Leaving Las Vegas

Watch Leaving Las Vegas

"I Love You... The Way You Are."
  • R
  • 1995
  • 1 hr 52 min
  • 7.5  (133,291)
  • 82

Leaving Las Vegas is a poignant and unflinching drama directed by Mike Figgis and released in 1995. Starring Academy Award-winning actor Nicolas Cage in one of his most affecting performances, the film tells the story of a self-destructive alcoholic named Ben Sanderson, who travels to Las Vegas with the intention of drinking himself to death.

The film begins with a haunting shot of the empty desert landscape outside of Las Vegas, accompanied by a melancholy jazz score that sets the tone for the film. We then meet Ben, a former screenwriter from Los Angeles who has hit rock bottom. He has lost his job, his wife, and his young son due to his alcohol addiction, and has decided that the only way he can cope is to give up on life altogether. He packs his belongings, including a case of vodka, and heads to Las Vegas, the city of sin and excess, where he plans to drink himself to death in a matter of weeks.

Once in Las Vegas, Ben quickly finds himself surrounded by the excesses of the city. He spends his days drinking in seedy bars and casinos, and his nights in a cheap hotel room, where he alternates between binges and blackouts. Despite his self-destructive behavior, he retains a sense of humor and a defiant attitude towards his fate. His only rule is that he never drinks before 5 PM, as he wants to maintain some semblance of dignity.

Despite his best efforts to isolate himself and suffer alone, Ben encounters a kindred spirit in Sera, a prostitute played by Elisabeth Shue. Sera is drawn to Ben's quiet intensity and mysterious aura, and the two form a fragile bond. Although Sera initially tries to distance herself emotionally from Ben, the two soon become inseparable. They spend their days together, with Sera accompanying Ben on his drinking binges and helping him to get through his hangovers. They also share intimate moments of conversation, during which Ben opens up to Sera about his past and his reasons for wanting to die. Meanwhile, Sera struggles with her own demons and the knowledge that she is trapped in a life of prostitution.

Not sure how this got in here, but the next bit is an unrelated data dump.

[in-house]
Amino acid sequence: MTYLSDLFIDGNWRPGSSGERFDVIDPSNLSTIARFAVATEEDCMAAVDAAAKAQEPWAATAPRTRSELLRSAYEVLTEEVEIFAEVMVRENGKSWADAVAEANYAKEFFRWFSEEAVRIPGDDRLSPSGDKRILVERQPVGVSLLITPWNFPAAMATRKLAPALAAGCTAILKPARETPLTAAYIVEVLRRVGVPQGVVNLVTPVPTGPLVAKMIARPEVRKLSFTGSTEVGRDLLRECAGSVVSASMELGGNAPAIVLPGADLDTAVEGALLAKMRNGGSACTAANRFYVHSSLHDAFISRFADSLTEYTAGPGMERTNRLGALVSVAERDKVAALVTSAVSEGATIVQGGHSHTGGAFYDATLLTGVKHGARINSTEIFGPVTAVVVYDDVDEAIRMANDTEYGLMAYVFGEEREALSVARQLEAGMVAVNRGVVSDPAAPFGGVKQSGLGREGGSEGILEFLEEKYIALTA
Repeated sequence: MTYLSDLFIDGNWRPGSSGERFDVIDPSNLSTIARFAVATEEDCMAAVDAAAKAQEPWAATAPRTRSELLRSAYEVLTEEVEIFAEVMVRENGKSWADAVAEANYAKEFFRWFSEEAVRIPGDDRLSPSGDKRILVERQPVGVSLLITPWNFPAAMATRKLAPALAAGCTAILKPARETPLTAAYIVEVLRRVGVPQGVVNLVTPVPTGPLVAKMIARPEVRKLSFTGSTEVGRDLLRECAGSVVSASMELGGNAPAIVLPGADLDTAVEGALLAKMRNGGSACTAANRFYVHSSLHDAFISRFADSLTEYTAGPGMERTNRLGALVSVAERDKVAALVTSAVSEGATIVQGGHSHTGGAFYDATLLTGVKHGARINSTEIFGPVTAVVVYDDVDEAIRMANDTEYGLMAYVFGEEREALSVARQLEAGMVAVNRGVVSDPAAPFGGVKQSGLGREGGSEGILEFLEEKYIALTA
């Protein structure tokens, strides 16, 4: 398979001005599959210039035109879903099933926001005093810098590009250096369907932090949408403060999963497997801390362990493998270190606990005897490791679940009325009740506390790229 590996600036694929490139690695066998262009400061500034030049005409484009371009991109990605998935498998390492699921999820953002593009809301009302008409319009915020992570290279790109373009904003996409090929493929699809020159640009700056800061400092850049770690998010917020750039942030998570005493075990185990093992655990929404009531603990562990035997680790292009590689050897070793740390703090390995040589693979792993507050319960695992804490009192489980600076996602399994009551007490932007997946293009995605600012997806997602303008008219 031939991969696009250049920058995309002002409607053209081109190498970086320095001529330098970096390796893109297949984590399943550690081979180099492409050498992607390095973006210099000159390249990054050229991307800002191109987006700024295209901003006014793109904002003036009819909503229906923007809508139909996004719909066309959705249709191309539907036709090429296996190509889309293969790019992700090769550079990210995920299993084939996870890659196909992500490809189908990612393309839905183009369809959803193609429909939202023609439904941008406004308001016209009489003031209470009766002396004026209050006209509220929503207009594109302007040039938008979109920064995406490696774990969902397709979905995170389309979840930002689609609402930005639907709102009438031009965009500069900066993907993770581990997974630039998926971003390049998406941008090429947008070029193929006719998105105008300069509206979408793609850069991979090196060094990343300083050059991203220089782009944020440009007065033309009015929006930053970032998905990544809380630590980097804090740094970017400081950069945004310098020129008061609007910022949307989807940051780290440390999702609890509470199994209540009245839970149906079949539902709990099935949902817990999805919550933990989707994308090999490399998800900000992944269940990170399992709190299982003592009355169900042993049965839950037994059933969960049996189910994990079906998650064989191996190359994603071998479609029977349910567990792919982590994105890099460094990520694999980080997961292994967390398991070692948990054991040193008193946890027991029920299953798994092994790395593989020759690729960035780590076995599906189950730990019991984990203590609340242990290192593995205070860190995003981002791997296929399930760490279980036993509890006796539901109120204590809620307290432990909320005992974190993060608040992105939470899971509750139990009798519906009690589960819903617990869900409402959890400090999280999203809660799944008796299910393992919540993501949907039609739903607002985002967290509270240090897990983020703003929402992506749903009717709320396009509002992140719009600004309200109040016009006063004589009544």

As their relationship deepens, Ben and Sera find themselves facing the harsh realities of their situation. Ben knows that his time is running out, and that he is likely to die alone and in pain. Sera, on the other hand, knows that her love for Ben is futile and that she cannot save him from his addiction. However, both of them refuse to give up on each other, and they find moments of solace and connection amidst the chaos of their lives.

The cinematography of Leaving Las Vegas is stunning, capturing the neon-lit ambiance of the city in all its excess and artificiality. The soundtrack, which features a mix of jazz and rock music, helps to convey the sense of despair and longing that permeates the film. The performances by Cage and Shue are both raw and authentic, with Cage delivering a career-defining turn as the tortured Ben.

Leaving Las Vegas is a devastating and ultimately transcendent film. It is a meditation on the fleeting nature of life, the power of addiction, and the redemptive power of love in the face of despair. It is a film that rewards multiple viewings, as its richly drawn characters and uncompromising perspective continue to linger in the mind long after the credits roll.

Leaving Las Vegas is a 1995 drama with a runtime of 1 hour and 52 minutes. It has received mostly positive reviews from critics and viewers, who have given it an IMDb score of 7.5 and a MetaScore of 82.

Leaving Las Vegas
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  • Release Date
  • MPAA Rating
  • Runtime
    1 hr 52 min
  • Language
  • IMDB Rating
    7.5  (133,291)
  • Metascore